New Delhi, Feb 3 A top Chinese Communist Party (CCP) Politburo Member has warned the new Joe Biden administration at the White House not to cross the "red line" and stop interference in the affairs of Hong Kong, Tibet and Xinjiang.
In his first speech to an American audience since the Biden administration took office, Yang Jiechi, Director of the Office of the Central Committee for Foreign Affairs of the Politburo of the 19th CPC Central Committee, accused the previous Donald Trump administration of adopting "misguided policies against China" and plunging the relationship into its most difficult period since the establishment of diplomatic ties between both the nations.
A former foreign minister, Yang told an online gathering of the New York-based National Committee on United States-China Relations that China-US relations now stand at a key moment and both sides need to respect each other's histories, cultures and traditions, respect each other's core interests and major concerns, and respect each other's choices of political system and development path.
He assured that China has no intention to challenge or replace the US position in the world, or to carve out a sphere of influence. Likewise, he said, China expects the United States to honor its commitment under the three Sino-US Joint Communiques, strictly abide by the One China principle, and respect China's position and concerns on the Taiwan question.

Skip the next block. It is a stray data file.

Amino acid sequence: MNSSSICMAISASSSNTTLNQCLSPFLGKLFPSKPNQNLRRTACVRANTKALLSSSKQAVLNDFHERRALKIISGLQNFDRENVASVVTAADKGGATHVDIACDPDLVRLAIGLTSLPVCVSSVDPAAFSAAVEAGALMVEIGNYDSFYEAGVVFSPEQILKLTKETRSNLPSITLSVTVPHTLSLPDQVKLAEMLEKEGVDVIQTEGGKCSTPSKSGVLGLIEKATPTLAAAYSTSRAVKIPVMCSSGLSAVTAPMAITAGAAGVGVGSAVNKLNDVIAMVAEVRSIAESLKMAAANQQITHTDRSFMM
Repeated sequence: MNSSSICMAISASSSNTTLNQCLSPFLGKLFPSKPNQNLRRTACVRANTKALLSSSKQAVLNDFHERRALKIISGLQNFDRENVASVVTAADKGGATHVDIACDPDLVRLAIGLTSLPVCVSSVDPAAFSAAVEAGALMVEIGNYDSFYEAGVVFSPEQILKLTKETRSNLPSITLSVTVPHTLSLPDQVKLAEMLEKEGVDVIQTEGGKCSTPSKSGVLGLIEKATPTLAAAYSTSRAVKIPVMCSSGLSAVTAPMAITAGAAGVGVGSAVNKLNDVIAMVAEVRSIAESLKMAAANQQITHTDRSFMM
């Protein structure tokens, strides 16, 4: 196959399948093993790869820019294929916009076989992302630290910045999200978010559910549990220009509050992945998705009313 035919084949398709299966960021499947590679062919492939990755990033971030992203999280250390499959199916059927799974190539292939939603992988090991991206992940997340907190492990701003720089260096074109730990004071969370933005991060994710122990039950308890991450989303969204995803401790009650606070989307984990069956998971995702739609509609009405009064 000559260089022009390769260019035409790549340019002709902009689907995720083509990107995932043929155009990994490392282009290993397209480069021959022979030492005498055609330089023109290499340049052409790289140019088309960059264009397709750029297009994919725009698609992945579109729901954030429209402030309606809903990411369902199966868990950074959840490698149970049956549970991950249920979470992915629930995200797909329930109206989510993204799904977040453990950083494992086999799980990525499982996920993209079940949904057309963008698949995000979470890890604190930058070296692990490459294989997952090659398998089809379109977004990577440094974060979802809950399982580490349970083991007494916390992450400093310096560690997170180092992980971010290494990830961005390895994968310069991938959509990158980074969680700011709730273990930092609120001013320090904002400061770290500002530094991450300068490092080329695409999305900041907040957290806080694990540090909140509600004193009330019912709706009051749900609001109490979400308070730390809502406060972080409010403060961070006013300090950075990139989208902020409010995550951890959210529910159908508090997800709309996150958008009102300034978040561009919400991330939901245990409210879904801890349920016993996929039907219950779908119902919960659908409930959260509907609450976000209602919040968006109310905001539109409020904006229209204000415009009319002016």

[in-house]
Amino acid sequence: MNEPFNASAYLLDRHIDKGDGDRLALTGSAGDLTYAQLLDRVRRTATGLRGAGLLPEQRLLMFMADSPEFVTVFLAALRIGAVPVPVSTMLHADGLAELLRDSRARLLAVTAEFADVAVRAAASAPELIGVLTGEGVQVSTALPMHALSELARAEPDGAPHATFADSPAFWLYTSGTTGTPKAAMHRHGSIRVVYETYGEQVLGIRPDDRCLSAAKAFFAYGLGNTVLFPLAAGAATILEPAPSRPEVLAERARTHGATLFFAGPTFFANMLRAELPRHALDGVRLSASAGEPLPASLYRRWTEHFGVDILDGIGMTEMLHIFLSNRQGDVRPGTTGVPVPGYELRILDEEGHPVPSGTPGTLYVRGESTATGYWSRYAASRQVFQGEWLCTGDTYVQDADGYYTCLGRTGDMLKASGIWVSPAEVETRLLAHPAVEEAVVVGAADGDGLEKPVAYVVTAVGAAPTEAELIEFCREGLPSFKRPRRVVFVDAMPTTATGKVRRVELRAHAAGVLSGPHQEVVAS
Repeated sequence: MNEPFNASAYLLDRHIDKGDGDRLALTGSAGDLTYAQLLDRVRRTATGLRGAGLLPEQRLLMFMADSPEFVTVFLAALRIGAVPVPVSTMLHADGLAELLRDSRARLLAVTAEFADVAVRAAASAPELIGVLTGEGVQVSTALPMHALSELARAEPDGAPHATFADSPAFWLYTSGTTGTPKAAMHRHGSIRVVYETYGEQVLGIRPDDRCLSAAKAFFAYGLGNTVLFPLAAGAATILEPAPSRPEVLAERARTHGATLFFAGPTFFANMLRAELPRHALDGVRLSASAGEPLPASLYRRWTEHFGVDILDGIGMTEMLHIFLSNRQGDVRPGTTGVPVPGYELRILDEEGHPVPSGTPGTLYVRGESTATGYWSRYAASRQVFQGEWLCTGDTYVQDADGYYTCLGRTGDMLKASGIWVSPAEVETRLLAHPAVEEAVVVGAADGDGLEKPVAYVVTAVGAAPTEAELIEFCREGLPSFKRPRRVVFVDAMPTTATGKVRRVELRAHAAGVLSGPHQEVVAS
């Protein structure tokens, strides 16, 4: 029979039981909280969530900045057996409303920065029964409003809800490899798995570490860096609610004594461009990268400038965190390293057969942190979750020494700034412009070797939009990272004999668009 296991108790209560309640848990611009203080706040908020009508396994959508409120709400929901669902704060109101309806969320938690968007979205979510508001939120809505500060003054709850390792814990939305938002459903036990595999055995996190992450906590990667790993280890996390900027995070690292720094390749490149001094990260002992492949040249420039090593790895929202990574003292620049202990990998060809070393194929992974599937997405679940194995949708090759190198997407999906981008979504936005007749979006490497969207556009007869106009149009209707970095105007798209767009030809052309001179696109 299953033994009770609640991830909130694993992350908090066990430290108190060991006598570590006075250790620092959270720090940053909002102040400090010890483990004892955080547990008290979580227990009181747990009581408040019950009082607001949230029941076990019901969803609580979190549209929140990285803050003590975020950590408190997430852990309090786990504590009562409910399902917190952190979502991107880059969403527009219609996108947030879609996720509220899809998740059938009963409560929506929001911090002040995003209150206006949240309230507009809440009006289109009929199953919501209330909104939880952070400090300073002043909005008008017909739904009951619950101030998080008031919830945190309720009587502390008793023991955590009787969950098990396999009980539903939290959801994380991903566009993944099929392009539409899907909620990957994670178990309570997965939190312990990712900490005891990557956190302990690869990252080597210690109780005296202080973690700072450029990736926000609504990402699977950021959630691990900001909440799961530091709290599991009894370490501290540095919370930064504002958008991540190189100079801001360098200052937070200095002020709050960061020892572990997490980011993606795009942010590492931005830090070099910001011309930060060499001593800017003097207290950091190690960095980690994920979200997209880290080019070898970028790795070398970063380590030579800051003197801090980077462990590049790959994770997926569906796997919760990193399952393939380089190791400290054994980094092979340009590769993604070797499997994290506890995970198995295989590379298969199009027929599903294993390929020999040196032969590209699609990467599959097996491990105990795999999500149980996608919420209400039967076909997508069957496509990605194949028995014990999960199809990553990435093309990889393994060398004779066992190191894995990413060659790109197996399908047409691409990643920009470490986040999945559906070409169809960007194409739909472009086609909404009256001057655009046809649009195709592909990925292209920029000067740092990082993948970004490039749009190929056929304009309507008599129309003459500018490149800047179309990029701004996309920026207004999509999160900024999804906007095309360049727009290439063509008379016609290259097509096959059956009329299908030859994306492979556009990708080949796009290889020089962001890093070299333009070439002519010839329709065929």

"The United States should stop interference in the affairs of Hong Kong, Tibet and Xinjiang, which all matter to China's sovereignty and territorial integrity, and stop attempts to hold back China's development by meddling in China's internal affairs. History and reality have shown time and again that these issues concern China's core interests, national dignity, as well as the sentiments of its 1.4 billion people," Yang said in his address Monday.
"They constitute a redline that must not be crossed. Any trespassing would end up undermining China-US relations and the United States' own interests. We in China hope that the US side will fully understand the sensitivity of these issues and handle them with prudence, so as to avoid disruption or damage to mutual trust and cooperation," he added.
Just before signing off last month, the Trump administration had on January 19 declared that China, under the direction and control of the CCP government, has committed genocide against the predominantly Muslim Uyghurs and other ethnic and religious minority groups in Xinjiang. Secretary of State Mike Pompeo had said that he believed that this genocide is ongoing, and that the world is witnessing the systematic attempt to destroy Uyghurs by the Chinese party-state.
"The governing authorities of the second most economically, militarily, and politically powerful country on earth have made clear that they are engaged in the forced assimilation and eventual erasure of a vulnerable ethnic and religious minority group, even as they simultaneously assert their country as a global leader and attempt to remold the international system in their image," asserted Pompeo.